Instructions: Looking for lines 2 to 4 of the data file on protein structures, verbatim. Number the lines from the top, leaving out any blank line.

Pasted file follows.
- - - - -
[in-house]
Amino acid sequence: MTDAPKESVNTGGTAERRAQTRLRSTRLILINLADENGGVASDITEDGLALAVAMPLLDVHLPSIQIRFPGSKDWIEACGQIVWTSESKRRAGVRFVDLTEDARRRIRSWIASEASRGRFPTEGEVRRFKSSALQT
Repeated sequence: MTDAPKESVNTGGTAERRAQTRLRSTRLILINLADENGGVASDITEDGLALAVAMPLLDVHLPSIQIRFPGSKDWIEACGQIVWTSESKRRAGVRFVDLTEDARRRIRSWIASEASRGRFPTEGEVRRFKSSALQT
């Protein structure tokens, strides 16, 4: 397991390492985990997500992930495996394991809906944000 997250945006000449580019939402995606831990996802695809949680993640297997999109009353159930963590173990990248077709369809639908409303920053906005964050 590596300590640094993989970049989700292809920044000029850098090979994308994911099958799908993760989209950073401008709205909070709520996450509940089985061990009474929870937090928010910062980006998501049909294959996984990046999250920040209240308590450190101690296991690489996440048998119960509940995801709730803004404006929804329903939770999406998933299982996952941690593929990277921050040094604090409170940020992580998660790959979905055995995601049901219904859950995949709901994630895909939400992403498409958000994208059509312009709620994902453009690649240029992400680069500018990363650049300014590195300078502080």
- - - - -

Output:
Amino acid sequence: MTDAPKESVNTGGTAERRAQTRLRSTRLILINLADENGGVASDITEDGLALAVAMPLLDVHLPSIQIRFPGSKDWIEACGQIVWTSESKRRAGVRFVDLTEDARRRIRSWIASEASRGRFPTEGEVRRFKSSALQT
Repeated sequence: MTDAPKESVNTGGTAERRAQTRLRSTRLILINLADENGGVASDITEDGLALAVAMPLLDVHLPSIQIRFPGSKDWIEACGQIVWTSESKRRAGVRFVDLTEDARRRIRSWIASEASRGRFPTEGEVRRFKSSALQT
């Protein structure tokens, strides 16, 4: 397991390492985990997500992930495996394991809906944000 997250945006000449580019939402995606831990996802695809949680993640297997999109009353159930963590173990990248077709369809639908409303920053906005964050 590596300590640094993989970049989700292809920044000029850098090979994308994911099958799908993760989209950073401008709205909070709520996450509940089985061990009474929870937090928010910062980006998501049909294959996984990046999250920040209240308590450190101690296991690489996440048998119960509940995801709730803004404006929804329903939770999406998933299982996952941690593929990277921050040094604090409170940020992580998660790959979905055995995601049901219904859950995949709901994630895909939400992403498409958000994208059509312009709620994902453009690649240029992400680069500018990363650049300014590195300078502080």